Forcing welfare recipients to pass a drug test before receiving benefits is a hot button issue that’s up for debate in many state legislatures. The USA Today’s letter section does a good job of presenting different sides of the issue.
On the pro side, Bruce Gary of Rhinelander, WI asserts that since many employees are subject to random drug tests as a condition of employment, there’s nothing stigmatizing about requiring welfare recipients to receive their funds. That’s a reasonable argument.
On the con side, Peter Provet from Odyssey House in New York City argues that there’s no reason to limit the testing to the poor. “Why not test all students in state-funded schools and mothers who giver birth in publicly funded hospitals?” I think you could take that logic even further and test everyone who receives Social Security or uses a public road.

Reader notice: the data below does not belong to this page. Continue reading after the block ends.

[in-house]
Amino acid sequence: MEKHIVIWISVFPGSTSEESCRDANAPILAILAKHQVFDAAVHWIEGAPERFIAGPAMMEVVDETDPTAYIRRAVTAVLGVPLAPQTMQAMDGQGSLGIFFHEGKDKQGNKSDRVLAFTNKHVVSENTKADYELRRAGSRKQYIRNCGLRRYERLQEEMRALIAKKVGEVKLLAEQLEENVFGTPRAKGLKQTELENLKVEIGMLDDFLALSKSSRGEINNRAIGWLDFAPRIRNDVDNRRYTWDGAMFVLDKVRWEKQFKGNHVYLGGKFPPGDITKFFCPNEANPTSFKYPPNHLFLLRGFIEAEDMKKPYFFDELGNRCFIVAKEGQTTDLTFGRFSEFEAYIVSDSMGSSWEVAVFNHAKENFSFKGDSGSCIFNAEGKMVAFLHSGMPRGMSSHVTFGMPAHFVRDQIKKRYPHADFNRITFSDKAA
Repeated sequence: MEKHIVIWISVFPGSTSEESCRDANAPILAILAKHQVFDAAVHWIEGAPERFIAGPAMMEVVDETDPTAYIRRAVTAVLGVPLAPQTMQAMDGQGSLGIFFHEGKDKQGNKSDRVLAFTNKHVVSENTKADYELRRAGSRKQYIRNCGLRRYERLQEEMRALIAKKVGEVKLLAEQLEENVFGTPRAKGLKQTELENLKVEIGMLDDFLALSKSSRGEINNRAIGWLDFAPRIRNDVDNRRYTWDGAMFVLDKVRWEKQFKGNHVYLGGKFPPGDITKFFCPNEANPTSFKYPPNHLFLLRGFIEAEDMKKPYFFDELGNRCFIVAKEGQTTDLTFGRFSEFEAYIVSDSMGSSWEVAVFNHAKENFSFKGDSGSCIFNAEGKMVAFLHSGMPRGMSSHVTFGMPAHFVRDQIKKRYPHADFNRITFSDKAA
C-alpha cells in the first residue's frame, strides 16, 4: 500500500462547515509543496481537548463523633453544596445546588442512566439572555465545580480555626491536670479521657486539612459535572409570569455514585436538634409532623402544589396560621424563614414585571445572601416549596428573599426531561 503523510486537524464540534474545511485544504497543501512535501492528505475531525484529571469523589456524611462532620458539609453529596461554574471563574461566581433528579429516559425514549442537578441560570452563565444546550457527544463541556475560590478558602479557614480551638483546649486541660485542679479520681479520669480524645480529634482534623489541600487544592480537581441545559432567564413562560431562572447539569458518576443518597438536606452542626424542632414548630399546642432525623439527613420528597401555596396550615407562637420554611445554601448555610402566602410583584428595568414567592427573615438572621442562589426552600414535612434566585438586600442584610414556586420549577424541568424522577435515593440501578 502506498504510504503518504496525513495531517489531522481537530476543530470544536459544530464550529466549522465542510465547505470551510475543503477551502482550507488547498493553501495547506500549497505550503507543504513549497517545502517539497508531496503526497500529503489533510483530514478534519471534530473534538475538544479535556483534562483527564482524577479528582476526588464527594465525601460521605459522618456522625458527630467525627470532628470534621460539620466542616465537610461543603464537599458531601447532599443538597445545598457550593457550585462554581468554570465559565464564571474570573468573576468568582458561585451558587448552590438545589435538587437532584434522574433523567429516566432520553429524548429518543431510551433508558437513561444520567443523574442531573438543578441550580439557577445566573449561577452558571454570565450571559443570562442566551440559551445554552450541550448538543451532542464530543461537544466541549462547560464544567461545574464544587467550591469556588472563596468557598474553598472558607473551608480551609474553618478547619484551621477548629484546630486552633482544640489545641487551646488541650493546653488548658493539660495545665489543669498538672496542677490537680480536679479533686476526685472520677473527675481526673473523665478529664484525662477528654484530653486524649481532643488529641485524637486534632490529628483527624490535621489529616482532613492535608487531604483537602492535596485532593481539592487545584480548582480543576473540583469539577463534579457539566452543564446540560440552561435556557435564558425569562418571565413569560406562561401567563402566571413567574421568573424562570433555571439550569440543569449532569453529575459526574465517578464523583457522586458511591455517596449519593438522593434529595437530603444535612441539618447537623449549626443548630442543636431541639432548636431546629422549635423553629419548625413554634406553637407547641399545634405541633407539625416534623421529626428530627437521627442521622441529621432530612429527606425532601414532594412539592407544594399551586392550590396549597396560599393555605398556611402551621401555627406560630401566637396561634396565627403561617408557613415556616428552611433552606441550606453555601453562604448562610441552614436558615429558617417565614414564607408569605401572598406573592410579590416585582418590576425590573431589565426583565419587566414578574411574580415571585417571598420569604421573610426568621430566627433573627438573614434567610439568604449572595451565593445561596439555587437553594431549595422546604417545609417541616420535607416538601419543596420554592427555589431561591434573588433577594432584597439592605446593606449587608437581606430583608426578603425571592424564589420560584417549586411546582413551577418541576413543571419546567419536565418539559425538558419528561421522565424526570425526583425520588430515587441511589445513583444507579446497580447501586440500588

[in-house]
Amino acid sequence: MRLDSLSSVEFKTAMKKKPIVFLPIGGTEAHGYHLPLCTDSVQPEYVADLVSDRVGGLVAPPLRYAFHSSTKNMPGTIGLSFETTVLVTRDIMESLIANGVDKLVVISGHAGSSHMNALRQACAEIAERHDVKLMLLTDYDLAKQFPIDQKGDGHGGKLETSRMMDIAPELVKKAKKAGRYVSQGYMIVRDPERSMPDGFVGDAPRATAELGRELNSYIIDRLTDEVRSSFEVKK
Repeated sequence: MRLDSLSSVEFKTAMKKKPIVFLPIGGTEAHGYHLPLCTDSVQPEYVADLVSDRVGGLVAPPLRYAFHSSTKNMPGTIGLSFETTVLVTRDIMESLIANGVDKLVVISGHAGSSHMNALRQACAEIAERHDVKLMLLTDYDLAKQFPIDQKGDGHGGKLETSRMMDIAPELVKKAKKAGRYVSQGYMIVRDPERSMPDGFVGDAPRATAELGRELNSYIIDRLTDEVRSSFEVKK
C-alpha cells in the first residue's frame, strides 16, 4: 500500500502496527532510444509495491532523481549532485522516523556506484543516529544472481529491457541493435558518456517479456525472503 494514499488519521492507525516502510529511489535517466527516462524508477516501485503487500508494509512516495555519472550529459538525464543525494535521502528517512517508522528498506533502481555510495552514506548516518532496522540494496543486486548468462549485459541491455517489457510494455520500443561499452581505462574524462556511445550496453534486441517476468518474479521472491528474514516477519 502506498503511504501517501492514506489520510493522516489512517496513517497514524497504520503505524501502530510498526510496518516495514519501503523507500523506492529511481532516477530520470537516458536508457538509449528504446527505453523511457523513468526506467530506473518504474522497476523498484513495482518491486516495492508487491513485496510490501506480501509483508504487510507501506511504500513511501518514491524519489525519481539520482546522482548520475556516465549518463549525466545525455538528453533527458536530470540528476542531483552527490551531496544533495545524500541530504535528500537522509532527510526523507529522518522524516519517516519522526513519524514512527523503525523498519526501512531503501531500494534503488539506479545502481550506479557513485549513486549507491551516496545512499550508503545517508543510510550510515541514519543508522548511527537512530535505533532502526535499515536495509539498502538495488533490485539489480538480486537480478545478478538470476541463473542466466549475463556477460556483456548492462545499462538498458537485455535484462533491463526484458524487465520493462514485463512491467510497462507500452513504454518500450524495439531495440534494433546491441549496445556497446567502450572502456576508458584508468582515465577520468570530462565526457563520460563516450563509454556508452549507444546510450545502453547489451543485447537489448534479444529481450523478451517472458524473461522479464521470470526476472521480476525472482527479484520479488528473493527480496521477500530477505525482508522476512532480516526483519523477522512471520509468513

Jim Karavite of Royal Oak, MI points out that children could end up suffering unjustly for the sins of their parents.
I see the merits of the various pro and con arguments but mainly come down on the con side overall. In particular, testing sounds great but is expensive to administer and leads to false positives that are difficult to overcome. It’s also no substitute for a comprehensive education, treatment and testing program. Provet’s point about other public programs is good food for thought, but Rhinelander also has a good argument that parallels employment and government payments.
Ultimately, this push for testing strikes me as a distraction and a wedge issue.